Questions for Close Reading Essay Sample

1. The thesis is clearly stated in the first sentence of paragraph 4: “We believe in Type A—a victory for a impression with no peculiar scientific cogency. ” Prior to paragraph 4. Gleick illustrates the cultural pervasiveness of the Type A class and traces its designation to Friedman and Rosenman’s surveies ; these surveies attempted to associate bosom disease to a set of personality traits clustered around the “theme of impatience” ( paragraph 2 ) . Following the statement of his thesis. Gleick challenges the scientific cogency of Type A. while detecting its compelling cultural relevancy. He concludes the essay in paragraph 12 by repeating the thesis ; he says that associating the Type A phenomenon to cardiac jobs “made for hapless medical research. ” but “it stands however as a victory of societal unfavorable judgment. ”

2. Friedman and Rosenman’s survey. “Association of Specific Overt Behavior Pattern with Blood and Cardiovascular Findings. ” looked at connexions between bosom disease ( including high blood force per unit area ) and Type A behaviours. Gleick gives several grounds why the survey was “obvious and false” and “a wildly flawed piece of research” ( 5 ) . First. merely a little figure of people were studied. Group A consisted of merely 83 people. Second. the topics were all work forces. Third. the research topics were non chosen at random. Alternatively. Friedman and Rosenman selected topics who shared similar professional and personal features. They were by and large “white-collar male employees of big businesses” ( 5 ) who exhibited stressed behaviour. who smoked. and who were overweight. Fourth. instead than admiting these shared features and the possibility that they might be associated with bosom disease. Friedman and Rosenman alternatively claimed that the Type A personality—rather than the subjects’ unhealthy behaviors—was responsible for Group A’s medical jobs. Gleick besides cites the researchers’ formless definition of Type B as grounds of their flawed apprehension of Type A.

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3. “The impression of Type A has expanded. shifted. and flexed to accommodate the changing demands of different research workers. ” writes Gleick in paragraph 7. He calls Type A a “grab-bag” of traits ; research workers pick and choose those features that reinforce their preset decisions. Such research workers. each with a definite docket. leap on the Type A bandwagon. bring forthing sometimes dismaying. sometimes farcical. but normally debatable consequences. For case. research worker V. A. Price associated hypervigilance with the Type A personality. And researcher Cynthia Perry applied her involvement in the survey of reveries to the Type A phenomenon and was able to reason that Type A’s reverie less frequently than other people. Similarly. National Institutes of Health research workers looking at the effects of petlessness on peculiar groups connected the incidence of bosom disease in Type A people with the status of petlessness. Further. research workers interested in the behaviour of children—even babies—have extended the range of the phenomenon to include this group: babes who cry more are Type A ( 7 ) .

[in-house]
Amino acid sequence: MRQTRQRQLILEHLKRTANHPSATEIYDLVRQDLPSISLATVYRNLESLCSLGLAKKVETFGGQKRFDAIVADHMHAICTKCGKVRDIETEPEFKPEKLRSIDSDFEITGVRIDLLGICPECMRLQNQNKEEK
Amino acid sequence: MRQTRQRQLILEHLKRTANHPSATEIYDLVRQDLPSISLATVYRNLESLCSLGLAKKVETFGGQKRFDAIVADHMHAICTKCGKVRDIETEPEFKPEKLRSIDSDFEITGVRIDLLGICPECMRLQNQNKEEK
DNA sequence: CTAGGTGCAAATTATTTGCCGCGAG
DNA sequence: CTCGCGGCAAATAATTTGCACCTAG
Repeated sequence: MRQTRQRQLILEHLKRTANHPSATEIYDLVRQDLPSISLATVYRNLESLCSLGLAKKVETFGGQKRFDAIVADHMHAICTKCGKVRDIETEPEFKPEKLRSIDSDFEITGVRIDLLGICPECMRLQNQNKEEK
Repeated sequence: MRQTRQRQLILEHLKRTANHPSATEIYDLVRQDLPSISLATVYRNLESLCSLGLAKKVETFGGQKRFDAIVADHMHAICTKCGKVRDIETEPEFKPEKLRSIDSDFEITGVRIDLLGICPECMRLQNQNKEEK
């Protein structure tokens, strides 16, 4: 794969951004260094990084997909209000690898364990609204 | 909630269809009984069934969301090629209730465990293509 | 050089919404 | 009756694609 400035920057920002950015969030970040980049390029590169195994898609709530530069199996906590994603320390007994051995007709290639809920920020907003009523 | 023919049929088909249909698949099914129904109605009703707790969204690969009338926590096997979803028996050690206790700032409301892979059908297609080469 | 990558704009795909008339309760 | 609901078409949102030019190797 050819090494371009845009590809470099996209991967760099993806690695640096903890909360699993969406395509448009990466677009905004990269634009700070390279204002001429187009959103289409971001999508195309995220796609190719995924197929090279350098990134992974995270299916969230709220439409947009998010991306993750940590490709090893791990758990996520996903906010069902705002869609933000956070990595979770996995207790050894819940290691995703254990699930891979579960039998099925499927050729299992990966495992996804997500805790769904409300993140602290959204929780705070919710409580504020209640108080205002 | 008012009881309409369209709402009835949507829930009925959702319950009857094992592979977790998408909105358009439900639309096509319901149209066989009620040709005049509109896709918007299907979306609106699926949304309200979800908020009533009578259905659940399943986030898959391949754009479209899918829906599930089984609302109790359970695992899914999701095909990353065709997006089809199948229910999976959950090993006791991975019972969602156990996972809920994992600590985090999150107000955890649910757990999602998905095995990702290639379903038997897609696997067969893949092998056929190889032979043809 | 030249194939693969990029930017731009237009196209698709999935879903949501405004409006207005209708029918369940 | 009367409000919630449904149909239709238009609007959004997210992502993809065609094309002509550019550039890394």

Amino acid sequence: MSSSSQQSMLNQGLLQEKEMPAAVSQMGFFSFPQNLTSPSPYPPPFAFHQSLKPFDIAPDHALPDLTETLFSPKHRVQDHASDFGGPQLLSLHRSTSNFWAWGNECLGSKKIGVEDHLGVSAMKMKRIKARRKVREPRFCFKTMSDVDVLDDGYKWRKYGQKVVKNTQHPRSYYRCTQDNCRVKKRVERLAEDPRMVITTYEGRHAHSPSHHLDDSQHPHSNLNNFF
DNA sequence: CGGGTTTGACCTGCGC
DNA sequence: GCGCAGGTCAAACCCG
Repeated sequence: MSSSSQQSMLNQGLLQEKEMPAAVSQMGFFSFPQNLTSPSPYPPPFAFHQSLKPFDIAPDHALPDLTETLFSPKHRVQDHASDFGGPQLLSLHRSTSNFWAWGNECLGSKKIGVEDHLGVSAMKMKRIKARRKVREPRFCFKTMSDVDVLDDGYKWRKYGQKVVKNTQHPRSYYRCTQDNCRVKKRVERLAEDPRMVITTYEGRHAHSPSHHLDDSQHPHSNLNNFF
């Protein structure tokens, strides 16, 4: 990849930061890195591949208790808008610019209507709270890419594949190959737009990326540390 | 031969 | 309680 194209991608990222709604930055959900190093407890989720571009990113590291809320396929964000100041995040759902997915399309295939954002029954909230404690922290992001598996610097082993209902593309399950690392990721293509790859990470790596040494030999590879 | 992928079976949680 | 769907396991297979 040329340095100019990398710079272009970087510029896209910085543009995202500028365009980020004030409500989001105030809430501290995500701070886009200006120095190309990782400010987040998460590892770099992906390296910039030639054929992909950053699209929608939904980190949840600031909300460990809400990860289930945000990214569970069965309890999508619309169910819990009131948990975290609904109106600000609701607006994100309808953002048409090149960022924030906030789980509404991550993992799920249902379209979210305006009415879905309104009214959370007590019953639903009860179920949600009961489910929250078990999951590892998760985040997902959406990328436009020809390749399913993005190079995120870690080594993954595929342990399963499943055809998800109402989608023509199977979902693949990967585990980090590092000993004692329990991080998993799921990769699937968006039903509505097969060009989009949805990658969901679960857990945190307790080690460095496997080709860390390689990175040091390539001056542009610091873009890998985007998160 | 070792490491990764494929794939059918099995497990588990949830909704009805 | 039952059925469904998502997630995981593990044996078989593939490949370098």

Gleick concludes that even before they begin their surveies. these research workers already have in head how Type A will be tied into their findings. and they manipulate the surveies “until they find some correlativity. someplace. . . ” ( 8 ) . He concludes: “The classifications are excessively variable and the prognostications excessively self-fulfilling” ( 9 ) .

4. Gleick demonstrates that the Type B personality has been “defined non by the personality traits its members possess but by the traits they lack” ( 10 ) . He comments slightly slightingly that Friedman and Rosenman were able to happen lone 80 men—municipal clerks and embalmers— “in all San Francisco” who. unlike Type A sick persons. did non experience that they were under any clip 122

restraints ( 10 ) . The research workers labeled these work forces as holding the Type B personality. Gleick implies that this designation by default of a little. unsymbolic sample is farther grounds of the researchers’ unscientific patterns. As the “shadowy opposites” of Type A’s. Type B’s. harmonizing to Gleick. “do notwear out their fingers pluging the lift button. They do non let a slow auto in the fast lane to drive their Black Marias to fatal distraction ; in fact. they are at the wheel of the slow car” ( 10 ) . In kernel. Gleick implies that scientists’ vague. formless definition of Type B reinforces the doubtful scientific cogency of Type A.

5. mintage ( 1 ) : an invented word or phrase harrying ( 2 ) : harassing. raging canonical ( 2 ) : important. officially approved circuitously ( 2 ) : indirectly self-righteously ( 4 ) : hypocritically righteous overt ( 5 ) : unfastened. discernible. non concealed incipient ( 5 ) : get downing to be or look sedentary ( 6 ) : inactive hypervigilance ( 7 ) : inordinate wakefulness correlativity ( 8 ) : common relation of two or more things strident ( 9 ) : loud. harsh. grating. or shriek staccato ( 9 ) : disjointed. disconnected foil ( 10 ) : opposite totem ( 12 ) : venerated emblem or symbol